I have an MA in Sociology & Anthropology. I have been trying to publish a couple of pieces with a professor, with him as first author. But he just moved to another school in another state so they have been put on the backburner. I am considering just writing pieces solo for, as you advise, smaller journals. I will do some research on them, and I will try to save the less academic material for the blog as well.

        Me and my folks are not eating yet! I am drooling smelling all the food! Enjoy yours and have a Happy Thanksgiving! !

        Liked by 1 person

  3. I have never pubblished on magazines, I’ve never written articles for magazines, so what you’re talking about is unfamiliar to me.
    Though some things are true even for someone who – like me – publishes stories.

    The most familiar thing is rejection. Ehhhhh…
    It’s hard to take, no matter how many times it has happened before. But I learned that every rejection has a reason and if you look very hard, most of the time you can see it, and this will help you become a better writer.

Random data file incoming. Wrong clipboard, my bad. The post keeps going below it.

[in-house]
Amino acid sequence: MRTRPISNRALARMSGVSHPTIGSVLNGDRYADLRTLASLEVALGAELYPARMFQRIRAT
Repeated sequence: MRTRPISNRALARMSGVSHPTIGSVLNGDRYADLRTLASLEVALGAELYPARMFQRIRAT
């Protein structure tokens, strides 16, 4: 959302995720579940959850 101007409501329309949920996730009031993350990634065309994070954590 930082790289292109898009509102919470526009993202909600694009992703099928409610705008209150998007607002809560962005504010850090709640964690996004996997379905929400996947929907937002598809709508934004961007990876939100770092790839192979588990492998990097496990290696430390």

Thanks so much for sharing this. It’s a great article 🙂

    Liked by 1 person

  4. Great points, Katherin! My blog is my first brave move with regard to writing. I have recently begun two manuscripts — one I will self-publish, and the other I will submit to Christian publishing houses that take submissions w/out having an agent. I hear (and have read) that most publishing houses expect that you’ll secure a literary agent. Do you know anything about this?

    Liked by 1 person

    1. Thanks! I’ve seen two different views on agents. Some people think it’s a waste of money and others believe it to help. I chose to self publish my first book and will do the same with the next.

      Liked by 1 person

  5. Thank you Kathy for sharing this. Very helpful. I would love to have something published. My problem is I have no idea where my writing style would be used. I don’t even know where to look to find my genre. You inspire me though 😀

    Liked by 2 people